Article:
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- n. Alternative spelling of civilization.
from WordNet 3.0 Copyright 2006 by Princeton University. All rights reserved.
- n. a society in an advanced state of social development (e.g., with complex legal and political and religious organizations)
- n. a particular society at a particular time and place
- n. the social process whereby societies achieve an advanced stage of development and organization
- n. the quality of excellence in thought and manners and taste
Sorry, no etymologies found.
It compels all nations, on pain of extinction, to adopt the bourgeois mode of production; it compels them to introduce what it calls civilisation into their midst, i.e., to become bourgeois themselves.
Much of what we call civilisation is structure that has developed over time to limit monopolies.
It compels all nations, on pain of extinction, to adopt the bourgeois mode of production; it compels them to introduce what it calls civilisation into their midst, i.e. to become bourgeois themselves.
Every now and then they improve their condition a little and what we call civilisation appears.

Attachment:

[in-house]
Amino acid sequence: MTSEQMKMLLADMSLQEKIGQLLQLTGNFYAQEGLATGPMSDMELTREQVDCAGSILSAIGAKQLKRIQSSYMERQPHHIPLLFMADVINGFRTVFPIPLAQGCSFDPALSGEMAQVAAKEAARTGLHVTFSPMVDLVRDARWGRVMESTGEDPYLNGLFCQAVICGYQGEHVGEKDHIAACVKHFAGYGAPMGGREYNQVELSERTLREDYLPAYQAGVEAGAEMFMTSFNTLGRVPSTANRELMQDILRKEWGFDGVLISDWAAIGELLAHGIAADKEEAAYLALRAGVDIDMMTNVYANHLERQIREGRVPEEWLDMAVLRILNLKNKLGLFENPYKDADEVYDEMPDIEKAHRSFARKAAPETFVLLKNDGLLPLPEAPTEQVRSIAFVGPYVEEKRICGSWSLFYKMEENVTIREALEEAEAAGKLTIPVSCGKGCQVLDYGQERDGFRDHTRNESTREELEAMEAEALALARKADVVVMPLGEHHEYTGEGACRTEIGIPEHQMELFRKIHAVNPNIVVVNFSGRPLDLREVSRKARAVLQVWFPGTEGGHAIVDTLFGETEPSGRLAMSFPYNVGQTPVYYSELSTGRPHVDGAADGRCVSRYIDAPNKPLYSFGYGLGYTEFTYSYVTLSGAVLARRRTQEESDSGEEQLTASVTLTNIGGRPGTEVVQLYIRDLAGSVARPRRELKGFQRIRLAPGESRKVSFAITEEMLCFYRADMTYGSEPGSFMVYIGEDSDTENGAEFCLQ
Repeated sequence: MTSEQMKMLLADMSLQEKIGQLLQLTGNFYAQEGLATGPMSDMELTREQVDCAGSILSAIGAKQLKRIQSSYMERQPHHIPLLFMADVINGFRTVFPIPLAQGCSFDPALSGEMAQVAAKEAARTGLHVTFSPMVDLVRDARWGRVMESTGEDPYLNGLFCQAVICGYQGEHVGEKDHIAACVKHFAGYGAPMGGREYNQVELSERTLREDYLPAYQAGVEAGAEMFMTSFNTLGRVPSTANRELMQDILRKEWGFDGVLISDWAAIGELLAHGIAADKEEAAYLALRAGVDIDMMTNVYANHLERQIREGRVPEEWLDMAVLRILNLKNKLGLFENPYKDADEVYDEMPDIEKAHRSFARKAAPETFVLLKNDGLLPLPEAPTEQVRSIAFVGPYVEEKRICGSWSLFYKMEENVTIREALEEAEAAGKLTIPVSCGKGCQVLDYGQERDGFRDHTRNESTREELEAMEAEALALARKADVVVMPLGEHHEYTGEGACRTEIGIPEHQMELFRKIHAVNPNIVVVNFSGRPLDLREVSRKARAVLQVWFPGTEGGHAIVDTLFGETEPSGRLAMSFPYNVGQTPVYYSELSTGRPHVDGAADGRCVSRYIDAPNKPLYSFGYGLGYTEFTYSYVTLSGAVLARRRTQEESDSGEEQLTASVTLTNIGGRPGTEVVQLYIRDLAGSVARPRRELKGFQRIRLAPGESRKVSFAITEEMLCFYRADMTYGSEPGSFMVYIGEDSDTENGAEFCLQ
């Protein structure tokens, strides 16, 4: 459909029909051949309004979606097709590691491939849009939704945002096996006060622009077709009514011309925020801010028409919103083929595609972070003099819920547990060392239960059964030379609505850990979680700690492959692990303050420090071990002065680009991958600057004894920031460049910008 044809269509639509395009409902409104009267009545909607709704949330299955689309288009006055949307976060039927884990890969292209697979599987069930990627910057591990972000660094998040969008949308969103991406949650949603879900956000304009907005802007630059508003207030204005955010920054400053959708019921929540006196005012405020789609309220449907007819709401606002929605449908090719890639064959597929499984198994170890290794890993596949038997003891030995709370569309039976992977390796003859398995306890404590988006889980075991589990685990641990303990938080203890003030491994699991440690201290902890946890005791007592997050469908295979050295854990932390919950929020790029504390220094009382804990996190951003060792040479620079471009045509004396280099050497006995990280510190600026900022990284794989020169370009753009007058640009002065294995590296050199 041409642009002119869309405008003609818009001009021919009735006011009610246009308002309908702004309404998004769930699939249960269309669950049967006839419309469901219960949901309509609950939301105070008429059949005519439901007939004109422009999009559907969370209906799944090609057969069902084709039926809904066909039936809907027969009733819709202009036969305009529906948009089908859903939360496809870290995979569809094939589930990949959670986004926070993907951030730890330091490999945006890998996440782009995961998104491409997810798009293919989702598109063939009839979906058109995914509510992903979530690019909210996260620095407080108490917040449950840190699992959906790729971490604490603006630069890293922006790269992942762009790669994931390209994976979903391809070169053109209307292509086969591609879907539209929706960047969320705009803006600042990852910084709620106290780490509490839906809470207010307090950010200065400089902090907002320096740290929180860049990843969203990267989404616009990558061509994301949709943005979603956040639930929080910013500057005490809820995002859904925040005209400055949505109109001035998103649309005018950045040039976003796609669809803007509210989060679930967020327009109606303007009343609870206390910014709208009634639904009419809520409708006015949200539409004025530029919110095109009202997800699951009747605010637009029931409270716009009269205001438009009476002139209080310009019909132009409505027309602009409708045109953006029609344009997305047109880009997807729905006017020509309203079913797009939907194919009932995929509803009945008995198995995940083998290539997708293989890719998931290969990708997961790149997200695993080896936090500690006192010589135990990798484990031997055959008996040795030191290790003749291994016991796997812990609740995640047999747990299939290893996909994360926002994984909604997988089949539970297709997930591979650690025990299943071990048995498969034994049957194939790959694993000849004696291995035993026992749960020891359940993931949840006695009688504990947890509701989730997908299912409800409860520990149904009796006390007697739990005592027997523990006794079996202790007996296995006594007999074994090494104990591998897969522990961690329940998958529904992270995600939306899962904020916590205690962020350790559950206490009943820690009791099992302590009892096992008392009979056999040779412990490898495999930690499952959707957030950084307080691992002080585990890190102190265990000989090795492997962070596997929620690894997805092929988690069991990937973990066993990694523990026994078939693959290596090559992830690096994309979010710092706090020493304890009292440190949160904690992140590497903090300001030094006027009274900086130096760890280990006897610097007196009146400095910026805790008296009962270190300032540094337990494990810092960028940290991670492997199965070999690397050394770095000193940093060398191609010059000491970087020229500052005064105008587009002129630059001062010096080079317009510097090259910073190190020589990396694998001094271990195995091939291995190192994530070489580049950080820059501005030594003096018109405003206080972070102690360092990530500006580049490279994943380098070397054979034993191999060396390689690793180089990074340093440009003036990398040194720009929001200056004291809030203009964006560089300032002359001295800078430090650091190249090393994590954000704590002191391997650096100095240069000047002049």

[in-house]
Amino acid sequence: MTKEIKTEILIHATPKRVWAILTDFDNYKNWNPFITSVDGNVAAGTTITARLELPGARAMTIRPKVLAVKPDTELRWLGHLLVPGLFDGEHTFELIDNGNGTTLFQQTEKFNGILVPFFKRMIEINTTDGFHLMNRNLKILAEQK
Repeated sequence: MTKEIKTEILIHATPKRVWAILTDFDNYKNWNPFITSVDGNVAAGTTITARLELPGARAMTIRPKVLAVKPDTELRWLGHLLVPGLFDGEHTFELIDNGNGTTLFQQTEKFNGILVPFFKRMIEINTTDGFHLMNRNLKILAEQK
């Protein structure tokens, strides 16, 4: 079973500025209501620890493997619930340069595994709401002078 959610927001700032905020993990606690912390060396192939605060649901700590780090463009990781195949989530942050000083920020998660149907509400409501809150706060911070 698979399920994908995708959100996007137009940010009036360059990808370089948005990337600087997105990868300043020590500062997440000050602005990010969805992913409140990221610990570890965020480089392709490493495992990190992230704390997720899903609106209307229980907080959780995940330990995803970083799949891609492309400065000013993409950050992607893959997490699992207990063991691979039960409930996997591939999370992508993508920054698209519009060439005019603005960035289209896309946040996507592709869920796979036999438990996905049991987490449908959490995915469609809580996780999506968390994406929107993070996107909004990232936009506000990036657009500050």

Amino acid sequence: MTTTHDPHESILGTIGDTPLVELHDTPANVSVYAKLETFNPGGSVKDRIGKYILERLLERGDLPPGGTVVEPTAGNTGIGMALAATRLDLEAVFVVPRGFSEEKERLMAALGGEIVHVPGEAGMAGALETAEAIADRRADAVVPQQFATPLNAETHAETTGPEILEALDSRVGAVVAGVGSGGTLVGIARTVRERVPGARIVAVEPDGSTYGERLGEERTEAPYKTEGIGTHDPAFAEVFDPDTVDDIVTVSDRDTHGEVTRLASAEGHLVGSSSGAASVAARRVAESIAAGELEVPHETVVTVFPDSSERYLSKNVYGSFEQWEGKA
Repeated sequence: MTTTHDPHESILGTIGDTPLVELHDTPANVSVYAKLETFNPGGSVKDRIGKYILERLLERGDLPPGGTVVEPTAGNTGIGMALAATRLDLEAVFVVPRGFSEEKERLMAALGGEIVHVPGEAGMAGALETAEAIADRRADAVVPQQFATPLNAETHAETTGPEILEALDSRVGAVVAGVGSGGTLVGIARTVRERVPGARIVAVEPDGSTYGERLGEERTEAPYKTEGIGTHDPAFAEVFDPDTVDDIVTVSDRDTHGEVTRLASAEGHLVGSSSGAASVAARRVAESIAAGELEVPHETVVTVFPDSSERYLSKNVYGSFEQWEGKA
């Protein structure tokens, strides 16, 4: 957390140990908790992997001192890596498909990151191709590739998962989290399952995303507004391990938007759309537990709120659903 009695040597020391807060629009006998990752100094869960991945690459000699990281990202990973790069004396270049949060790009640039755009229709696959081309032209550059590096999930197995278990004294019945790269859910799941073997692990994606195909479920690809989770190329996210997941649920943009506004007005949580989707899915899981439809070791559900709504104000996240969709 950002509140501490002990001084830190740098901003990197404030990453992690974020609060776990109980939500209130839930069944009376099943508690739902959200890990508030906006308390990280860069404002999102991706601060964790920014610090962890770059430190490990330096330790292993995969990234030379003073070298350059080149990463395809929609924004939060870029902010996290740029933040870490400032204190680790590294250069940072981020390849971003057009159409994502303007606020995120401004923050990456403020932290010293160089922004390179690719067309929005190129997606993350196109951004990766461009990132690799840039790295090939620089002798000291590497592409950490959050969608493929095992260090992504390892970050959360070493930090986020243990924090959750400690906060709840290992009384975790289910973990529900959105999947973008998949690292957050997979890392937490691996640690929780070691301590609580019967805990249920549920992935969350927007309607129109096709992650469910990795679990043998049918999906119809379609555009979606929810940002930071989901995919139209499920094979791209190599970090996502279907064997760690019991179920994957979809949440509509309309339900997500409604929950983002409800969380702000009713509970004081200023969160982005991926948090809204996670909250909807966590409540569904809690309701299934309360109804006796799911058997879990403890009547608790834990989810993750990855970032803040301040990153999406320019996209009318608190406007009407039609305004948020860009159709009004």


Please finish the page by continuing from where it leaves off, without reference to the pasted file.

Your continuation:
With what we call civilisation hundreds of miles away, in a country where law and order are to be regarded more as names than facts, one has a great joy in mere living, intensified doubtless by long hours spent in the saddle, by occasional hard work and curtailed rest, and by the daily sight of the rising sun.
Can what they call civilisation be right, if people mayn't die in the room where they were born?
Now that process, however necessary, however beneficial, involves some of the chief evils of our present phase of what we call civilisation, partly because it has deteriorated the quality of all human products and partly because it has enslaved mankind, and in so doing deteriorated also his quality. 12 Now we cannot abolish machinery, because machinery lies in the very essence of life and we ourselves are machines.
This evaluation, in so far as it is constant, results in what we call civilisation, and is the only bond of society.
One could have believed him a soldier, a German, anything but what he was, a peasant from the furthest shores of Western Ireland, cut off from what we call civilisation by his ignorance of any language save his own ancient speech, wherein the ideas of to-day stand out in English words like telegraph posts in a Connemara moorland.
I was a dweller under roofs; the gull of that which we call civilisation; a superstitious votary of the plastic arts; a cit, and a prop of restaurants.